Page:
Reducing Your Medical and Dependent Care Costs with Uncle Sam’s Help – Using Flexible Savings Accounts

Both dependent care and medical flexible spending accounts are funded with pre-tax deductions from your paycheck. Both have a “use it or lose it” policy if the funds withheld are not used in the calendar year in which the election is held.

Typically, a person can choose to take these deductions at the time of hiring or during the annual enrollment period each company offers its employees to make changes to their health and benefits. (During certain “life events” such as marriage or the birth of a child, there are other times when help choices may also be changed.)

As the selection is made for a full year to make these deductions, one must be very careful about the amount chosen. If you do not use the funds for eligible expenses within the time allowed, you cannot get the money back.

For those with young children or elderly parents who need day care, the dependent care FSA may be helpful. The maximum amount that can be set aside is set at $5,000 per year. As with childcare and adult daycare costs, it’s unlikely that an employee will use the full amount allotted, so it makes sense to maximize it.

However, the dependent care program Only It allows a person to already have money in their FSA account, regardless of how much the person has paid in dependent care expenses. For example, if someone chooses a maximum of $5,000 to withdraw during the year, only $1,250 remains in the account after 3 months. Even if the person has paid more than that to the child care provider, they can only receive the balance.

However, a person with a medical flexible spending account, It is repaid at any time during the year up to the annual amount chosen to be withdrawn. Thus, the person can receive money from the FSA before actually withdrawing from their paycheck.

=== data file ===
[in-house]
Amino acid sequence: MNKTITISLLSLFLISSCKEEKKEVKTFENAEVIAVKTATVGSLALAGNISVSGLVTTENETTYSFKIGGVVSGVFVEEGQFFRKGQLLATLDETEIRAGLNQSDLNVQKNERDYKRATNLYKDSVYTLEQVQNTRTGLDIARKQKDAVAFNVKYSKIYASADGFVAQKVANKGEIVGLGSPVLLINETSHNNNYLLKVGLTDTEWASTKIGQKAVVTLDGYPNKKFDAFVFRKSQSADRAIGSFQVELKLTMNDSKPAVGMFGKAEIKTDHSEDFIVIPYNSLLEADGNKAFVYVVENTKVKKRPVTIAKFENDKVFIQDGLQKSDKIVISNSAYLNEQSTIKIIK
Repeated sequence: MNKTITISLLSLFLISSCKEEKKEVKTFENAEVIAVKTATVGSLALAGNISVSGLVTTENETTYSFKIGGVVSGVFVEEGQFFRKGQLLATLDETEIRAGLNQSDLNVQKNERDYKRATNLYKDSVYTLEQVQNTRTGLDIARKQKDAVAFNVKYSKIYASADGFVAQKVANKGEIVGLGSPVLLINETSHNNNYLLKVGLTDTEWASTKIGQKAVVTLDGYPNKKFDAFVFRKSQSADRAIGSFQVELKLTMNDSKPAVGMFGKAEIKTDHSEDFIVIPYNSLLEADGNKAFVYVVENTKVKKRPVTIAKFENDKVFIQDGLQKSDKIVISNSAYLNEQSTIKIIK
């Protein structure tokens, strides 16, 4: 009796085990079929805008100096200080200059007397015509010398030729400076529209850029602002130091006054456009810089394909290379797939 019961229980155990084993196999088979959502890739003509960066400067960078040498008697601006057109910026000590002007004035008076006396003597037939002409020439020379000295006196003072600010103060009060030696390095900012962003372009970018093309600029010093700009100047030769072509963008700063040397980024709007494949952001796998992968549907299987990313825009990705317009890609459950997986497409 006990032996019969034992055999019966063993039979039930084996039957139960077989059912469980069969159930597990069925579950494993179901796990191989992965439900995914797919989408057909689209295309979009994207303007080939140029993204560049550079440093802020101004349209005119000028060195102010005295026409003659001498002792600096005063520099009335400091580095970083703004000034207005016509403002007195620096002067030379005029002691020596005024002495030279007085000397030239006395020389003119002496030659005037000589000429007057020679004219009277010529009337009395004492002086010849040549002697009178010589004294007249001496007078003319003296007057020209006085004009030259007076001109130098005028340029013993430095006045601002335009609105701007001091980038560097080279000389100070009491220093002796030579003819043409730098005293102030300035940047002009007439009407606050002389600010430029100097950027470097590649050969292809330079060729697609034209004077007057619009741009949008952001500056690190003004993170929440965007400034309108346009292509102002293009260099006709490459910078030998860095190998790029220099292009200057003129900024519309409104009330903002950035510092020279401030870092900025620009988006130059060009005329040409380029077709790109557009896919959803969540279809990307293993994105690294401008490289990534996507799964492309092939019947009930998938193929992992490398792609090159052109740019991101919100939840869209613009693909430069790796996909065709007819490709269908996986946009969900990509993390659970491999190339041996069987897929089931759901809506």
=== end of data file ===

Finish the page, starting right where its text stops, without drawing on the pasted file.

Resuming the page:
Let’s say you know you’re going to have a surgical procedure in January and your cost will be about $5,000, so you choose to deduct $5,000 from the medical FSA during the open enrollment period. You pay your share of $5,000 in February. Even though you only have $800+ in your FSA account, you can request a refund for the full $5,000 you paid.

It is wise to review what your expected health care expenses may be in the coming year, verify with your employer’s FSA administrator that these are eligible FSA expenses, and then make the choice. It doesn’t hurt to be underestimated, so you may have to pay for some expenses in after-tax dollars, but it’s still a lot better than giving the money away because you’ve overestimated and you lose what you cut and don’t use.

Some examples of using a medical FSA are incurring orthodontic costs and dental procedures for which you have high exemptions and/or co-payments. Regular doctor’s office visit co-payments, which are usually not exceptionally expensive, are eligible for FSA reimbursement. Even saving a few tax dollars can be beneficial if you go often enough.

Using the FSA is a great tool to implement a disciplined savings program to cover the costs expected in any case during the year. And by doing this at work through a tax-deferred program, you ultimately reduce the cost with your marginal income tax rate, so your savings extend to purchasing more services. (For example, for someone in the 20% marginal tax bracket, you would have to earn $1.25 to have enough cash to pay for services of $1.00 after taxes.)

By taking some time to plan your personal expenses, you can ultimately benefit from Uncle Sam’s help.

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